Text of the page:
OPINION | Commoners and Political Inclinations: When Words Fail Us by Mike McCabe
IndraStra Global

OPINION | Commoners and Political Inclinations: When Words Fail Us by Mike McCabe

By Mike McCabe
(via The Sunday Sentinel, Strategic Knowledge Partner)

Politically speaking, I am a commoner. I call myself that for three reasons.
My Identity – A Commoner:
I am the son of dairy farmers. I don’t know what else a farm boy could be but a commoner. It’s who I am.
What I want:
My second reason has to do with what I want. I want more common sense in government. I want more searching for common ground, and less dividing and conquering people who could and should be united. And I want concern for the common good to be far less uncommon.
Political Vocabulary:
The third reason is that the old political vocabulary is failing us. Terms like liberal and conservative no longer mean what they once meant. They don’t even mean what today’s dictionaries say they mean. The word liberal comes from the same root as liberty. It means freedom. People who call themselves conservative think they are the pro-liberty ones, and consider modern-day liberals to be anti-freedom. The word conservative shares the same root as conserve and conservation. People who consider themselves liberals think they are pro-conservation and can’t see how today’s conservatives are for conserving anything. These labels would be comical if they weren’t so politically debilitating.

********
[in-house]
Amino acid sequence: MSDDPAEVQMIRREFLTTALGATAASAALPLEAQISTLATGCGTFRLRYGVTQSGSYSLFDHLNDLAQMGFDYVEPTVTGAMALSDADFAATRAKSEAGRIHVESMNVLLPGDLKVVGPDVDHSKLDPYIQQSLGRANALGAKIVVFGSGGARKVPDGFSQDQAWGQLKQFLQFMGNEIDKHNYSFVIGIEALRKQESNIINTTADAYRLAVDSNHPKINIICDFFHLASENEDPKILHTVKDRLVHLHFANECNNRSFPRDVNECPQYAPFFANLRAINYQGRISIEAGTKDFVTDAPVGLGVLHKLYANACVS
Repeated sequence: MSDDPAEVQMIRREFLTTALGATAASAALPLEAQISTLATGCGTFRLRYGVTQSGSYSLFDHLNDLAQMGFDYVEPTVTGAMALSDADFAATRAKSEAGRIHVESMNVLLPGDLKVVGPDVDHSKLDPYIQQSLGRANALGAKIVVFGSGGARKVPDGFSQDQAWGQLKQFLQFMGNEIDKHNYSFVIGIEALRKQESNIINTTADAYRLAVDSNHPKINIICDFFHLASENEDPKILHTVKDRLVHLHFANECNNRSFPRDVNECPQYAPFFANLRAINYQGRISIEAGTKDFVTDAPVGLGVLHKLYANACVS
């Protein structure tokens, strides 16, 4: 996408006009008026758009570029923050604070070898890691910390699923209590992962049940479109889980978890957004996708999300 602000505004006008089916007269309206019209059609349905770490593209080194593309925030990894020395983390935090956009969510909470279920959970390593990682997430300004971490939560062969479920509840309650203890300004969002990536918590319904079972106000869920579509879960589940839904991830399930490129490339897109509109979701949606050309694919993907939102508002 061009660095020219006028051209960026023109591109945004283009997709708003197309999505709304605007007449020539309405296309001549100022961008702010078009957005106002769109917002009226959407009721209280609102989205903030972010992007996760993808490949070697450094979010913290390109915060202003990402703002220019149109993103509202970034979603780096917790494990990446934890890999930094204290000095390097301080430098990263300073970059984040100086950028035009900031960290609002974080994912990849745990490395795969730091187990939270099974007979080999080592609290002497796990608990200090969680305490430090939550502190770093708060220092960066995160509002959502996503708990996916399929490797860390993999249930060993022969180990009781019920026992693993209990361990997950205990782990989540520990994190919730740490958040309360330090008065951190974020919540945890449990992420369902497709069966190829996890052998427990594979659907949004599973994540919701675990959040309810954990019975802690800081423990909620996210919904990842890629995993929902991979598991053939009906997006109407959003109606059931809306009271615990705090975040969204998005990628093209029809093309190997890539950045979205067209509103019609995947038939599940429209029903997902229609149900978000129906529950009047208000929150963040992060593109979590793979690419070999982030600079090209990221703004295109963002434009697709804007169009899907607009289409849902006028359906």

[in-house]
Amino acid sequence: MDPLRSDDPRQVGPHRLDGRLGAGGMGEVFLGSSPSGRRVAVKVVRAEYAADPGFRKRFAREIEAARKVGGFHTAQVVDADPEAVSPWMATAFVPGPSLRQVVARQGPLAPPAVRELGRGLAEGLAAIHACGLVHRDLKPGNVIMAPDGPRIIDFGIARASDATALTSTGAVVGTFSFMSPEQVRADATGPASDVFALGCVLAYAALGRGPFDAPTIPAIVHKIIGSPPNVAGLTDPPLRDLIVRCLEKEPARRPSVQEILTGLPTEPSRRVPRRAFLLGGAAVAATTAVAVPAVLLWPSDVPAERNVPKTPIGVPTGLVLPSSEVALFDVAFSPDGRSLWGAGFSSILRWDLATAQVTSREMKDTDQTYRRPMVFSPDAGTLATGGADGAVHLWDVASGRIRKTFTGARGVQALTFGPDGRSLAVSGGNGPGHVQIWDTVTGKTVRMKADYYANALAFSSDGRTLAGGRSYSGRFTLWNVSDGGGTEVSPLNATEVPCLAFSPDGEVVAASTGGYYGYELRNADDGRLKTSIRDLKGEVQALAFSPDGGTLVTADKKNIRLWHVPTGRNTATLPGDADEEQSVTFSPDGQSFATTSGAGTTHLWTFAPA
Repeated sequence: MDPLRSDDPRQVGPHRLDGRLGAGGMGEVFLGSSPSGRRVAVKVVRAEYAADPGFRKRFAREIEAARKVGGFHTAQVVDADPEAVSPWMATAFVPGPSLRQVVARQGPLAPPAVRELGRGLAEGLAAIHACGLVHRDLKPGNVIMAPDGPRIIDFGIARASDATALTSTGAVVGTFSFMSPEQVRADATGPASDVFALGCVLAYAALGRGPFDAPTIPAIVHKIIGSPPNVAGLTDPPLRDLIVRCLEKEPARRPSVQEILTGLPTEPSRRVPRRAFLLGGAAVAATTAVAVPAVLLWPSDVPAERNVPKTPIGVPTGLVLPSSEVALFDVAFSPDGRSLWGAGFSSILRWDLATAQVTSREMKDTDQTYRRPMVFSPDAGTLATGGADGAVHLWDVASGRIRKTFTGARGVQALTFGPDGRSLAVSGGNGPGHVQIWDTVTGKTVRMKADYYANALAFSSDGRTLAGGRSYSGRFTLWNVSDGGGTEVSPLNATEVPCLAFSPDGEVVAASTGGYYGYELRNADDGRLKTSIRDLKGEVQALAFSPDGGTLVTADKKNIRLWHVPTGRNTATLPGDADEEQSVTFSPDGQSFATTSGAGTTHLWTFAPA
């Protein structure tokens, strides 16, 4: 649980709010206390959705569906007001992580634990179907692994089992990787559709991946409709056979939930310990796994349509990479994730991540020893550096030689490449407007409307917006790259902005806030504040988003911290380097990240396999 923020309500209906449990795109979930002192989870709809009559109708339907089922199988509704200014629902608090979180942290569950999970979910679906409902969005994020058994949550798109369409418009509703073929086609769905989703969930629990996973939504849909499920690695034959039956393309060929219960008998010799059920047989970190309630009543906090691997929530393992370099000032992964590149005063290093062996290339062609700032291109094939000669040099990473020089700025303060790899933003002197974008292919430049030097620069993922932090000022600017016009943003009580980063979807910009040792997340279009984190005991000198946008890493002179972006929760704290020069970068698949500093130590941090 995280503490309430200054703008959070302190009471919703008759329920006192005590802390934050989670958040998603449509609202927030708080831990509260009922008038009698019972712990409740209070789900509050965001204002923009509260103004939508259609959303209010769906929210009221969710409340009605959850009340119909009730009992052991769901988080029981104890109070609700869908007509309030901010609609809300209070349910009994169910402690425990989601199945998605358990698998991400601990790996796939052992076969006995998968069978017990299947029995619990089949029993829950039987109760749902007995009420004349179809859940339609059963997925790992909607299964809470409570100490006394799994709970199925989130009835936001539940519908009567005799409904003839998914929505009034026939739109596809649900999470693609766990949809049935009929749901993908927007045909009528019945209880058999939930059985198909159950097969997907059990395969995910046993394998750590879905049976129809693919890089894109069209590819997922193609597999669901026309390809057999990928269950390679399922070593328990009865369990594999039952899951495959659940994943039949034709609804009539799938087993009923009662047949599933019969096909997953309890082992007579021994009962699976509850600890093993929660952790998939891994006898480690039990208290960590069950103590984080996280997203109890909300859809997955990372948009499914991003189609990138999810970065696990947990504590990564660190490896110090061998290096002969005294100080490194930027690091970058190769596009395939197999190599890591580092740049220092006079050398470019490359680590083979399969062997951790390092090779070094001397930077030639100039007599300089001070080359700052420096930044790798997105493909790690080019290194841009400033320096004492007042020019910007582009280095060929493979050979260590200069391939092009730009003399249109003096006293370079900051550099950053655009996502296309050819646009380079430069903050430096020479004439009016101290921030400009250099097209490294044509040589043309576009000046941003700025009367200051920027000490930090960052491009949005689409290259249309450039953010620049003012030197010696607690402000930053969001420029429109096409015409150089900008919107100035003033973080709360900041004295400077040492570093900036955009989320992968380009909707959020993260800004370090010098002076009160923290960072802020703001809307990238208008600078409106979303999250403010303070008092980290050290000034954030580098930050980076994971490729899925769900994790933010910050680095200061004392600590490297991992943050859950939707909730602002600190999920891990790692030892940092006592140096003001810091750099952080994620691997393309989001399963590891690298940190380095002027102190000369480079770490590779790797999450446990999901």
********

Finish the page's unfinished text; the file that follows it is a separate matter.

When people ask if I am conservative or liberal, my honest answer is that I am a mutt. Like most all normal people. Only in the political world do people claim to be purebreds . . . 100% liberal or 100% conservative. Normal people are mutts, conservative about some things, liberal about some, and middle of the road about the rest.
We’ve all acquired the habit of thinking and talking about politics horizontally. Who’s left and who’s right. What policies are liberal and which ones are conservative. This horizontal thinking no longer serves any useful purpose. It only serves to divide people who actually have a great deal in common.
Instead of dwelling on who is to the right and who is on the left, think about who’s on top and who’s at the bottom. Not just who holds the most wealth and who is struggling to make ends meet, but also who has the most political power and who has the least clout, and whose voices are loudest and whose aren’t being heard. Think vertically and it becomes clear who the royals of American politics are and who are the commoners.
A magical thing happens when we stop thinking horizontally and think vertically instead. We begin to see a large number of people who are thought to be on opposite ends of the political spectrum as potential allies. We are dividing people who could and should be united just by the way we think and talk about politics.
Given how messed up politics is at the moment, not too many among us can feel good about calling ourselves Republicans or Democrats, liberals or conservatives. We deserve better and need something new. We can start by coming up with a political vocabulary suitable to our times.
This mutt starts by counting himself among the commoners.